PS.  Kristi’s host sister gave birth to a healthy baby girl a few days after the baby shower.

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Weighing Babies

One aspect of the health project in Honduras is increasing the child survival rate.  There are several factors that contribute to the low child survival rate including malnutrition, diarrhea, and other preventable diseases.  One way to combat malnutrition is to weigh babies every month, chart their growth, and counsel their mothers on nutrition, hygiene, and other relevant information.  Our group took a trip to a small aldea (community) in the coffee country of La Paz to practice the monthly baby weighing.

The mothers are already accustomed to the program and each has a growth chart for their child. First we interview the mothers to find out the background information of their family and living arrangements.  Sample questions include – how many people are living in the home, do you have running water, do you have a latrine or sanitary toilet, are there any pregnant women in the house, etc.  After that the babies are measured and weighed – something they really did not enjoy!  Next the baby’s growth is charted on their card and the mother receives a mini-counseling session on how her baby is progressing and things she can do/continue to do to support her baby’s growth.  Then the mothers are given a mini-charla on various topics, for example my group discussed the proper procedure for hand washing.

Unfortunately while we were on this visit we met a mom with 2 severely malnutritioned children.  The youngest was 18 months and weighed about 10 pounds.  The older child was 5 and weighed about 20 pounds.  Both children were listless and fussy with tiny limbs and very thin faces.  The older child did not walk or talk.  The worst part about this problem is that for the most part children in Honduras are not malnutritioned for a lack of food but rather for a lack of knowledge on behalf of the parents.  This was a heart breaking case but it was also a very real reminder of why we are here.

Here are some photos of the process…

Coffee country

Interview

These kids were very interested in me...

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Coffee Farm Visit

Our final trip of the last couple weeks was to an organic coffee farm.  Being a certified organic coffee farm helps get higher prices for the product.  Here they employ several practices that ensure the environment is protected during the coffee production process including using zero pesticides, recycling process water for fertilizer, conserving water during the processing of the beans, as well as other strategies.  As water resources engineers here, we can help to find ways to treat the “honey water” instead of discharging that water into the streams where it contaminates drinking water.  This process is done in a very small percentage of coffee farms here in Honduras.

I found this trip extremely interesting and really hope to have the opportunity to work with some coffee communities.

Pictures…

Aguas Mieles

The machines in this area hull and clean the beans.

The seedlings are first planted in raised beds until they have 3 leaves, they are then transferred to the bags to grow until they have 7 leaves after which they are transferred to the ground.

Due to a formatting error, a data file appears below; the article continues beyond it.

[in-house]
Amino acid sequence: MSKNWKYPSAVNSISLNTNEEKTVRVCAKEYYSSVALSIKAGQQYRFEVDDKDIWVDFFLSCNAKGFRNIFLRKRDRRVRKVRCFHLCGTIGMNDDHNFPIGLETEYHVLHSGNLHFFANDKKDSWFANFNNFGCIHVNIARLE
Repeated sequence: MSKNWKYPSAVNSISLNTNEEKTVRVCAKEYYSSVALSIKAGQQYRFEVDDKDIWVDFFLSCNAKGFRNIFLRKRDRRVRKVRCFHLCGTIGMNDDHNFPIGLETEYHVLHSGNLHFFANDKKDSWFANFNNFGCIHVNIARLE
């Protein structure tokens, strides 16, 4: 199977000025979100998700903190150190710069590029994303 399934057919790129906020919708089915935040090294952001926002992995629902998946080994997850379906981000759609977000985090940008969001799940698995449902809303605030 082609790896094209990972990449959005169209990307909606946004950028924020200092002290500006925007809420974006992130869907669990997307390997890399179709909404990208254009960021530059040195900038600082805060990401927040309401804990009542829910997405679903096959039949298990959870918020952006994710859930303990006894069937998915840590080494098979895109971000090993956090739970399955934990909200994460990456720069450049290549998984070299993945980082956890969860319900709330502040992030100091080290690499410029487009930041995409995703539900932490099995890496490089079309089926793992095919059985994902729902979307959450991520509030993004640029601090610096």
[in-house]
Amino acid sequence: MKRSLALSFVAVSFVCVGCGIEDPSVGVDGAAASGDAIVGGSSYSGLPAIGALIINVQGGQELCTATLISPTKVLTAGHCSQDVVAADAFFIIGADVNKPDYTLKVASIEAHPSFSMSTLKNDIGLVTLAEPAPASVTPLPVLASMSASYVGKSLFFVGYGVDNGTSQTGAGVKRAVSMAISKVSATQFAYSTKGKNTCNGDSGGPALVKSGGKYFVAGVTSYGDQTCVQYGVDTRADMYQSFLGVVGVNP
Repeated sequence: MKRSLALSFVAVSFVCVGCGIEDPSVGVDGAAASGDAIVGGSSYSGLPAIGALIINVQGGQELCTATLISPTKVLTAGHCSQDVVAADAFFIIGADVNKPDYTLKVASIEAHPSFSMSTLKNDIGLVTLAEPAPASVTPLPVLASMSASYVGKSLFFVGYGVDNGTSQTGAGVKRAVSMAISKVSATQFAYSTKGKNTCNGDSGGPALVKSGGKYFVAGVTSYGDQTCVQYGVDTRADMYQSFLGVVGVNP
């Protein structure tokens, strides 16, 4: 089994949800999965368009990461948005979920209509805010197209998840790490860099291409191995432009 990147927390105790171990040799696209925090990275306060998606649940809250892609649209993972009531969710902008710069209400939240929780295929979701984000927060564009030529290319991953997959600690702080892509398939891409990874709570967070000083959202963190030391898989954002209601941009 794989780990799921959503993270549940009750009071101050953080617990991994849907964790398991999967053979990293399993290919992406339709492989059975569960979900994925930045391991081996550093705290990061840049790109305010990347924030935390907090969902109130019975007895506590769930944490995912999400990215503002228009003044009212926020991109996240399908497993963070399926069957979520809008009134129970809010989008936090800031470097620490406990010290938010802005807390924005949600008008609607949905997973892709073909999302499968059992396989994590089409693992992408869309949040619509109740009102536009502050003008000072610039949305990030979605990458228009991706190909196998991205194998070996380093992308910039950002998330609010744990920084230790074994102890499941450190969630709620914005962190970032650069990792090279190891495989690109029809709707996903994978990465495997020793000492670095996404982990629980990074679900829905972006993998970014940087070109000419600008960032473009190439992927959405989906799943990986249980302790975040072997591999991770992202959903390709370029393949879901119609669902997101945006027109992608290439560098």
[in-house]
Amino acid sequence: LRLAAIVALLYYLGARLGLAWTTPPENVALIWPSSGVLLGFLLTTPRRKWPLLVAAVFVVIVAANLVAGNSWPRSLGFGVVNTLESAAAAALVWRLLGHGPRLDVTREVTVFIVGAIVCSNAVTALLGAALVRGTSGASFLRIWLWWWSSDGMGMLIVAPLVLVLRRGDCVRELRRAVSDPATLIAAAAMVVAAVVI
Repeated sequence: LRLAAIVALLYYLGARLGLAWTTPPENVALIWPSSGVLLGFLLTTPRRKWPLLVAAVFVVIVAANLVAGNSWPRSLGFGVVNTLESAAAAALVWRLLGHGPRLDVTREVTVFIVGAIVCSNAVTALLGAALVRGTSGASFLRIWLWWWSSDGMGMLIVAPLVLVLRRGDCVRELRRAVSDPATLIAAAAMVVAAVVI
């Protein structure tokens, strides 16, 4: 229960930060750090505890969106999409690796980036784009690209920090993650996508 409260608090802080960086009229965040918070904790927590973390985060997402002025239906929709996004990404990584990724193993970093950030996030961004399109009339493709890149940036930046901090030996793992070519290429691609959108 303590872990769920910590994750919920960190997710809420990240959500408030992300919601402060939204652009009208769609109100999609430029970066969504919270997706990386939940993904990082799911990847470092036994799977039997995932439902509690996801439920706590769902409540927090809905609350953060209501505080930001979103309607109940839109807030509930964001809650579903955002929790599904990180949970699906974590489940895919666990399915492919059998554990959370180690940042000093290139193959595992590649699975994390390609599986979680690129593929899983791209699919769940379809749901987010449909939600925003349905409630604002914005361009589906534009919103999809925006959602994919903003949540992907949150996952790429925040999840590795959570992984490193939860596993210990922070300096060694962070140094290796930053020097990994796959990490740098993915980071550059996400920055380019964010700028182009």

Here are a few more pictures of my nephew here and my Spanish class…

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As part of our technical training so far we have learned about breast-feeding, nutrition, reproductive health, abstinence, HIV, and lots more.  Several times throughout training we practice what we’ve learned by giving charlas (lessons) to various groups throughout the community.  For the charlas we work in small groups of 4-5 PCTs and we carry out the entire lesson in Spanish (obviously).  Here are some photos from a charla we gave to a group of 6th graders about self-esteem.

6th Grade Self-Esteem Charla

Working hard

Self-Esteem Shield

Throwing insults...good thing she has a shield!

Time for a game...

Pop the balloon with no hands!

Defining abstinence terms

6th grade boys

Health PCTs

Every project group practices giving charlas but as health volunteers we will probably be doing more of this in our actual jobs than the other groups.  The key to a successful charla is starting with an ice-breaker/interactive game and ending with a snack!  Somewhere in the middle you give a little talk on whatever topic from hand-washing to preventing HIV.

Because health and water/sanitation are so closely linked, there are a lot of great opportunities for David and me to work together once we are in our site.  For instance, we can give a charla on the importance of clean drinking water and hygiene to prevent illnesses such as diarrhea, intestinal parasites, etc.  I would also like to be involved in environmental education as well (I will save the rant on the trash problem in Honduras for another post!).

Still ahead in our technical training is a workshop on women’s health as well as one for men’s health (which we will be presenting to ~80 police officers).   This week we are also giving a 4 hour HIV charla to high school students – I will try to take some pictures to post, especially of the infamous condom/banana demonstration!

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Tree Nursery Visit

We visited a nursery recently where trees are planted and cared for in order to be replanted in micro-watersheds to help improve water quality at the different sources.  We made biodegradable planter boxes, sifted manure and dirt for planting material, planted and watered the seeds, and talked a lot about how to implement a mini-nursery in whatever community we end up living in.  A couple pictures…

WatSan'er Eyal

Forming banana leaf planters with wine bottles for molds

WatSan'er Mark